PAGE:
Environmental advocacy organization calls for adding DEC staff, increased grant funding for wastewater infrastructure projects in the state budget, and financial support for monitoring discharges
NEW YORK — Environmental Advocates of New York has released an addendum to a report published last year analyzing sewage pollution in state water bodies used for drinking and recreational activities, caused primarily by poor wastewater infrastructure leading to sewage system overflows.
At the time the analysis, Tapped Out, was released, information gathered by the New York State Department of Environmental Conservation (DEC) revealed that there had been 2,696 reported sewage overflows between May 2013 and June 2015. More recent data from DEC shows that there were an additional 7,991 spills reported between June 2015 and July 2017.
While the increase in reported spills is significant, 273 percent since data collection began in May 2013, EANY said the DEC database still indicates significant underreporting and, in many cases, a complete lack of reporting.
Gov. Andrew Cuomo signed the Sewage Pollution Right to Know Act in 2012, which requires that discharges of untreated or partially treated sewage are to be reported publicly owned treatment plants and sewer systems within two hours of discovery to DEC and within four hours of discovery to the public and adjoining municipalities.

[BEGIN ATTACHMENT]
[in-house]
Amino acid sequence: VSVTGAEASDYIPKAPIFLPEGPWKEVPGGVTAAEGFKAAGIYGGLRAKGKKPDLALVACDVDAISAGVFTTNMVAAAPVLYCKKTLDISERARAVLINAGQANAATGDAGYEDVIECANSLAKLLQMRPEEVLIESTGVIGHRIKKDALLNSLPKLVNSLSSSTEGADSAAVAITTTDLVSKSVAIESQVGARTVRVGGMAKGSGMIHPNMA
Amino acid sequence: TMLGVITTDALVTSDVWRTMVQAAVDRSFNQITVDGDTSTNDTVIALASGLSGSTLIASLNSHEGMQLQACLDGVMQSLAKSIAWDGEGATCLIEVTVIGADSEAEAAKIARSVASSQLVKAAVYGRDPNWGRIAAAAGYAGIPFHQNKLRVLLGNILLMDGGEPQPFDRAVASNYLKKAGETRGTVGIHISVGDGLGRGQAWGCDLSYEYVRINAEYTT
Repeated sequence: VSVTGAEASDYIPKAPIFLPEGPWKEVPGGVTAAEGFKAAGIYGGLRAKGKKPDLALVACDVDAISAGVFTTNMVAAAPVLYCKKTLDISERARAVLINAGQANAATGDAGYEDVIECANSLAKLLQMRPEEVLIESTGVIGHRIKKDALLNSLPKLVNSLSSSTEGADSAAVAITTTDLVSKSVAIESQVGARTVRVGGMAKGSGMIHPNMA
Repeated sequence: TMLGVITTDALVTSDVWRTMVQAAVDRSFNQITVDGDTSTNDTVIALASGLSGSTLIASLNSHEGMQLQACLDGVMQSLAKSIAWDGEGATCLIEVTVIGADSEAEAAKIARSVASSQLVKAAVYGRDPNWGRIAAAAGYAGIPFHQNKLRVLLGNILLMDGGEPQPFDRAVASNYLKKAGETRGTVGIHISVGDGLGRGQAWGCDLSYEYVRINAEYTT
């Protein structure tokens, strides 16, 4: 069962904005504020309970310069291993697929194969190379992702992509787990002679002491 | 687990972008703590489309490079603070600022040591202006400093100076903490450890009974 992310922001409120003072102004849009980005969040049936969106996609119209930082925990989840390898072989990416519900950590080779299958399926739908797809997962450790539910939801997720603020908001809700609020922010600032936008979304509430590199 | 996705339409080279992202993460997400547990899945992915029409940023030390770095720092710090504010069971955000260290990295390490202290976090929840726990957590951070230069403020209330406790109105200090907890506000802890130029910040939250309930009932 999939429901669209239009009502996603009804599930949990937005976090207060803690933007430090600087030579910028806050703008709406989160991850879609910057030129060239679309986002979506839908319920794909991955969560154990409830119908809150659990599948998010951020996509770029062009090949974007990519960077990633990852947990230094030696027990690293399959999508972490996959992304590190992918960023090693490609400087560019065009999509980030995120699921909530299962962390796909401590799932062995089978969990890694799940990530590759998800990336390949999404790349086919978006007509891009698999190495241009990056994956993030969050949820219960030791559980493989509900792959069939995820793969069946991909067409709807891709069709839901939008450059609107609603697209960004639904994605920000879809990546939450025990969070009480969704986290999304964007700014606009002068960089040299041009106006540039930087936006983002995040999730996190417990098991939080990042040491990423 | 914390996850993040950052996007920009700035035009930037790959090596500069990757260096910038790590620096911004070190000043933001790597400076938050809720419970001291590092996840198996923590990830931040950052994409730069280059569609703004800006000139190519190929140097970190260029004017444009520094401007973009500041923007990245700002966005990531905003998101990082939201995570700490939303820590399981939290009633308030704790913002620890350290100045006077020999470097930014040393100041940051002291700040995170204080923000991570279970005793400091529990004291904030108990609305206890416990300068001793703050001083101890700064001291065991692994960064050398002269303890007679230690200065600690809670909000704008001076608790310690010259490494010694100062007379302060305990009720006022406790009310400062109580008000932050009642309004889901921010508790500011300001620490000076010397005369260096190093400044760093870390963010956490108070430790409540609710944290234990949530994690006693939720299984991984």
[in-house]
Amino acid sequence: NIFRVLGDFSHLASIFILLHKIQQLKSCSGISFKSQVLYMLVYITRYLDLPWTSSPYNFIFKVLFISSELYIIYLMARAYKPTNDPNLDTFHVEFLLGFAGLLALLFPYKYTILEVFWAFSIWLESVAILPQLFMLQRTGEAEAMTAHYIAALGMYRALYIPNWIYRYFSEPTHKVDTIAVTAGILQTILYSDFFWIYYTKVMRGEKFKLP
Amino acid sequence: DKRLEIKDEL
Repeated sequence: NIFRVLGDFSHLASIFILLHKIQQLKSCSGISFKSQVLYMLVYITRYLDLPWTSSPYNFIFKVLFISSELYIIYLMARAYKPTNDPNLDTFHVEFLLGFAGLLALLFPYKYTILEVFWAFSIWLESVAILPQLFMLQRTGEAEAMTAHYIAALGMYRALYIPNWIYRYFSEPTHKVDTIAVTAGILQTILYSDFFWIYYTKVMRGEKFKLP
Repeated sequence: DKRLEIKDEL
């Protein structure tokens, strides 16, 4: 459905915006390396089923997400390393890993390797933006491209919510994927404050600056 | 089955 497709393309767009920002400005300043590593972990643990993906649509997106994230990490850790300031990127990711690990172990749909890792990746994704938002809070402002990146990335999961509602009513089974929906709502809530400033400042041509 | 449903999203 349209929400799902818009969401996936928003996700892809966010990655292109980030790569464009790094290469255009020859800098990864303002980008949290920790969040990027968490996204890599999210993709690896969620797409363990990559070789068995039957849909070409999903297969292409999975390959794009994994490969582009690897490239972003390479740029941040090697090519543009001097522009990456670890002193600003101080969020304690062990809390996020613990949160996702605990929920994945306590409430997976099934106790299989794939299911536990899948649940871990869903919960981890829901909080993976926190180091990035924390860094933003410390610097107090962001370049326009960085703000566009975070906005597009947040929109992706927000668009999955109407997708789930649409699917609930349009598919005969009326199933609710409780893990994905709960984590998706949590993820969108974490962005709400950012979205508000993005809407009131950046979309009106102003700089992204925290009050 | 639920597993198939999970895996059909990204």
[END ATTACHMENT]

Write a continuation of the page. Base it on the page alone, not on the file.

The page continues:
“If any untreated sewage were to be discharged into the Hudson River from our facility, our staff is required to notify the NYS DEC,” said Bethlehem’s Commissioner of Public Works George Kansas, explaining that staff at the town’s wastewater treatment plant monitors all flows into and out of the plant. In Bethlehem, he said, the storm water sewer system is separate from the town’s sewage collection system, which makes toxic discharges far less likely when there are heavy rains. Many neighboring municipalities have combined systems, which are more prone to discharge.
“The Act was meant as a proactive means of disclosing sewage overflow information to potentially impacted people,” wrote EANY’s Elizabeth Moran, “and drew the spotlight on the root cause: a wastewater infrastructure in dire need of investment.” Moran said the “failing system” is discharging an estimated tens of billions of gallons of raw sewage into local waterbodies every year.
Reported overflows, while often incomplete, cite a number of causes, the most common of which are heavy rains and melting snow, which can overwhelm aging combined systems. Other causes include: equipment failure; blockage of pipes; proximate construction projects; human error; and “toxic die-off of biomass.”
A 2004 report by the U.S. Environmental Protection Agency (EPA) estimated that there are as many as 5,000 cases of illness at state-recognized beaches each year that can be attributed to recreational exposure to the waterborne pathogens, parasites and other disease causing organisms found in untreated sewage. EPA also acknowledged those numbers are likely conservative.